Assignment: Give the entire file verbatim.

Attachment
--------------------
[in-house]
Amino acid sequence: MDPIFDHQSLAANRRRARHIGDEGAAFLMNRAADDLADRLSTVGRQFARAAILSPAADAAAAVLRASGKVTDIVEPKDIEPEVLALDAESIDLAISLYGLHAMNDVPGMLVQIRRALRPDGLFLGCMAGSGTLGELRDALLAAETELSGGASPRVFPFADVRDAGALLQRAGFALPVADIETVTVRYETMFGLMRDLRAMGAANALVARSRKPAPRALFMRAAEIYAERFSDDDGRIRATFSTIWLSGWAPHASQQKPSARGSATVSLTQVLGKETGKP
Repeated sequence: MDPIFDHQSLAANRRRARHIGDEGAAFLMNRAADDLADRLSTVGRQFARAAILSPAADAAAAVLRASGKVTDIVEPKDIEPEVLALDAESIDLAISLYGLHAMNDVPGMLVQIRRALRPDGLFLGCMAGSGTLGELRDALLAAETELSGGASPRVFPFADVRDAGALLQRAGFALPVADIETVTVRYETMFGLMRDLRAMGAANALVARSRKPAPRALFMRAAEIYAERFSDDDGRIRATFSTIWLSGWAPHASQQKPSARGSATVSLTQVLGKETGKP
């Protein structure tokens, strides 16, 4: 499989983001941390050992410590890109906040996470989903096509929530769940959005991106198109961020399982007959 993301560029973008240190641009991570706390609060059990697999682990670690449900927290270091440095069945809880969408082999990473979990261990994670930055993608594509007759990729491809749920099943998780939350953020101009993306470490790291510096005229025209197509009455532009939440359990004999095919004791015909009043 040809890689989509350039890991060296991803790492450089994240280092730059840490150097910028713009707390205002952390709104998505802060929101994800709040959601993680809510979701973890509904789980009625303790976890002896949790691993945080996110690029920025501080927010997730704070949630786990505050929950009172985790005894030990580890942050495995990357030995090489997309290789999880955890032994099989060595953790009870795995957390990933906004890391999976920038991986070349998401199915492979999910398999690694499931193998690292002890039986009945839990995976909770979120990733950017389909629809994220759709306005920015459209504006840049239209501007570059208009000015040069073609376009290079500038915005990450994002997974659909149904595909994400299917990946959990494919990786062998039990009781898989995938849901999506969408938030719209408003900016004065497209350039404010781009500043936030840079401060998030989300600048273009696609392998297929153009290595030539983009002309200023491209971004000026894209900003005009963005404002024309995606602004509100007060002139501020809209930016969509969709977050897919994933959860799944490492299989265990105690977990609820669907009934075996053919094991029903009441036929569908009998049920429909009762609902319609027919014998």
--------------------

[in-house]
Amino acid sequence: MDPIFDHQSLAANRRRARHIGDEGAAFLMNRAADDLADRLSTVGRQFARAAILSPAADAAAAVLRASGKVTDIVEPKDIEPEVLALDAESIDLAISLYGLHAMNDVPGMLVQIRRALRPDGLFLGCMAGSGTLGELRDALLAAETELSGGASPRVFPFADVRDAGALLQRAGFALPVADIETVTVRYETMFGLMRDLRAMGAANALVARSRKPAPRALFMRAAEIYAERFSDDDGRIRATFSTIWLSGWAPHASQQKPSARGSATVSLTQVLGKETGKP
Repeated sequence: MDPIFDHQSLAANRRRARHIGDEGAAFLMNRAADDLADRLSTVGRQFARAAILSPAADAAAAVLRASGKVTDIVEPKDIEPEVLALDAESIDLAISLYGLHAMNDVPGMLVQIRRALRPDGLFLGCMAGSGTLGELRDALLAAETELSGGASPRVFPFADVRDAGALLQRAGFALPVADIETVTVRYETMFGLMRDLRAMGAANALVARSRKPAPRALFMRAAEIYAERFSDDDGRIRATFSTIWLSGWAPHASQQKPSARGSATVSLTQVLGKETGKP
């Protein structure tokens, strides 16, 4: 499989983001941390050992410590890109906040996470989903096509929530769940959005991106198109961020399982007959 993301560029973008240190641009991570706390609060059990697999682990670690449900927290270091440095069945809880969408082999990473979990261990994670930055993608594509007759990729491809749920099943998780939350953020101009993306470490790291510096005229025209197509009455532009939440359990004999095919004791015909009043 040809890689989509350039890991060296991803790492450089994240280092730059840490150097910028713009707390205002952390709104998505802060929101994800709040959601993680809510979701973890509904789980009625303790976890002896949790691993945080996110690029920025501080927010997730704070949630786990505050929950009172985790005894030990580890942050495995990357030995090489997309290789999880955890032994099989060595953790009870795995957390990933906004890391999976920038991986070349998401199915492979999910398999690694499931193998690292002890039986009945839990995976909770979120990733950017389909629809994220759709306005920015459209504006840049239209501007570059208009000015040069073609376009290079500038915005990450994002997974659909149904595909994400299917990946959990494919990786062998039990009781898989995938849901999506969408938030719209408003900016004065497209350039404010781009500043936030840079401060998030989300600048273009696609392998297929153009290595030539983009002309200023491209971004000026894209900003005009963005404002024309995606602004509100007060002139501020809209930016969509969709977050897919994933959860799944490492299989265990105690977990609820669907009934075996053919094991029903009441036929569908009998049920429909009762609902319609027919014998």